Slowing my Scroll: How I’m Learning to Balance Online with Off

I love the Internet. Give me a cell phone with the Facebook, Instagram and Twitter apps, and I’ll get lost for four hours (#jokingnotjoking).

Do you need to know the full (and rather brief) discography of Sugar Jones? Look it up. Do you need to find out what a burst ear drum looks like (I had no idea and I’m 35)? Look it up. Do you need to understand how Keyboard Cat came to be? You do. Look it up.

In fact, the first time I spoke to my boyfriend-now-husband was on ICQ (I hyperlinked that for you sweet, young things). We were in high school in the early 2000s, okay? So, basically, without the Internet, my children’s lives would never have been realized.

I know, slightly dramatic. And, as much as I love the instantaneous pleasure of finding an answer several seconds after asking a question, the Internet, of course, has its downfalls.

Wait, it’s not the Internet’s fault. It’s my own. As with any technology, the Internet is a tool. It’s how it’s used that gets a little complicated. We are all completely in control when it comes to how we use a tool, but sometimes it doesn’t quite feel that way.

Georgie hanging around my desk while I’m sneaking in some work.

Do you ever feel like you get lost on your phone when you should have been spending time doing something much more important? I do, all the time. I used to blame it on the fact that my career is based around the Internet. I work in marketing and I build websites and social media strategies. I make videos that are shared online. I study social media analytics and trends. I love everything I get to do for my job, and I know I’m so lucky.

Guys, did you know that I AM social media? Lol!

But, there are days when I’m pretty sure I’ve spent more time looking at my screen than at my life. I’ve felt this way much more frequently now that I have two little ones who require much of my attention. I know that a change is required, and I’ve decided to make it. I’m setting some new, clear boundaries for myself when it comes to spending my time online and off.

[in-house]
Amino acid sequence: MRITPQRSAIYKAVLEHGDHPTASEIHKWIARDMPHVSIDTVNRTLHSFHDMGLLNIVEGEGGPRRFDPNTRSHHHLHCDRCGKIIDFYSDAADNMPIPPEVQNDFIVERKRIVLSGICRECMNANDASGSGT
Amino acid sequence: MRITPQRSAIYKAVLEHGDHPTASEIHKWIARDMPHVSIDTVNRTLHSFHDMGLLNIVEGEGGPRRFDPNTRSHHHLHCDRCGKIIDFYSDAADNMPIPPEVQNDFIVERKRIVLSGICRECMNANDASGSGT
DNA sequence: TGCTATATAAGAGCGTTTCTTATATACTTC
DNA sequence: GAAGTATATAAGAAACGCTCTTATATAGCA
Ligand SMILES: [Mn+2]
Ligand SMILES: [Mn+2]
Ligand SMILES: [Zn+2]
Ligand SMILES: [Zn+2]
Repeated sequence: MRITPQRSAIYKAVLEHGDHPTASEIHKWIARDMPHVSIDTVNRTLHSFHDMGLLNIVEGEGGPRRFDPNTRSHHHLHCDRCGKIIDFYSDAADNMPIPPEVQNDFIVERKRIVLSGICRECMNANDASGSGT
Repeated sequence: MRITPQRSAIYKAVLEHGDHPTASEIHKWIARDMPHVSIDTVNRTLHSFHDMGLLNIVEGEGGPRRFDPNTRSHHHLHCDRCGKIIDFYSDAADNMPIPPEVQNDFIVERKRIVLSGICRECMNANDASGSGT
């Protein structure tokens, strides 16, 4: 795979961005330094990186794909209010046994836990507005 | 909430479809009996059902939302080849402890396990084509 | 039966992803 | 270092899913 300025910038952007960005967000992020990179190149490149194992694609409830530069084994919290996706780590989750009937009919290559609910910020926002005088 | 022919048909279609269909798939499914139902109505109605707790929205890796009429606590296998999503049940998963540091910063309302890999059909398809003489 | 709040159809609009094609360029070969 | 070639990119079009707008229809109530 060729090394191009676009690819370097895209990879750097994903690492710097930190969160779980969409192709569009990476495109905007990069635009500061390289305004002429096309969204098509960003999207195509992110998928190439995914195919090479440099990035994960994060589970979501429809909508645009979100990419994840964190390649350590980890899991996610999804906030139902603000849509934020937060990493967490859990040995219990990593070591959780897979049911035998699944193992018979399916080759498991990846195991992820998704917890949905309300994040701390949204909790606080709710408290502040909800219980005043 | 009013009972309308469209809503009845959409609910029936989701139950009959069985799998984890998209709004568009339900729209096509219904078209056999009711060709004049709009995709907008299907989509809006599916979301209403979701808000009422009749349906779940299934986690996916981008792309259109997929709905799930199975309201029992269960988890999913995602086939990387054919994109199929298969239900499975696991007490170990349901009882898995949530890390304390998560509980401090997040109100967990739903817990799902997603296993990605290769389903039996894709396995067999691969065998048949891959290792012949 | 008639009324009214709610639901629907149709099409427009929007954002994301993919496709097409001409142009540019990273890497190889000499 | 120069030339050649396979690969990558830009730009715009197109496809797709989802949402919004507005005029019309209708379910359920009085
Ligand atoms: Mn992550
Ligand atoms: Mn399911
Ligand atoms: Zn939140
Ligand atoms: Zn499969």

1. Once the kids are home from school/daycare, and my husband is home from work, turn off Facebook and Instagram. I have been catching myself scrolling, liking and commenting on photos and posts when I should be playing, talking and dancing with my family. One of our favourite things to do is dance in the kitchen before and/or after dinner (a little Drake, a little Wiggles). Previously, my first thought was to take a photo of the dance and post it to my IG story. But, why? Was it so I could show others we were having fun? Who cares! It’s now my plan to live in the moment and capture more photos with my eyes and memory.
  2. Plug my phone in anywhere but beside my bed. The number of times I have read my phone to fall asleep, or have picked it up two seconds after opening my eyes is ridiculous. Plus, since we have a relatively new baby at home, I would look at my phone each and every time she would wake in the night. In fact, I’ve had nightmares about certain things I’ve read online in my half-awake daze. It’s affecting my sleep and my daily mood. So, my phone will now be charged in our kitchen.
  3. Get a real alarm clock. The excuse I had to keep my phone beside my bed was that I used it as my alarm clock. But, I won’t be doing that now! By purchasing a real alarm clock, I will have no reason to keep the phone two inches from my head (plus, is that really healthy?). I’m oddly excited about this new purchase. I had no idea there were so many cool options.
  4. Keep regular business hours. This is a toughie. I work at home, and I don’t have a closed-off office. My office is in the corner of our main living space. This set-up may sound weird, but I do love it. There’s great light and it still feels like a separate space. However, there’s no way for me to shield my eyes from my desk during off hours. I’m constantly reminded of the work I should be doing. I hate to admit that I’ve worked while I should be with my family or taking care of myself, like sleeping. Although it’s required at times, it can be hard for me to step away from my computer and shut down for the night. This is going to be my hardest challenge of the four, but it’s one I need to focus on to feel better and do better for my family.

Do you find it hard to step-away from the Interwebs? Do you regularly get sucked down rabbit holes online? Do you feel like you may need to set some clearer boundaries for your online usage? If so, I’d love to hear your habits. Good luck!


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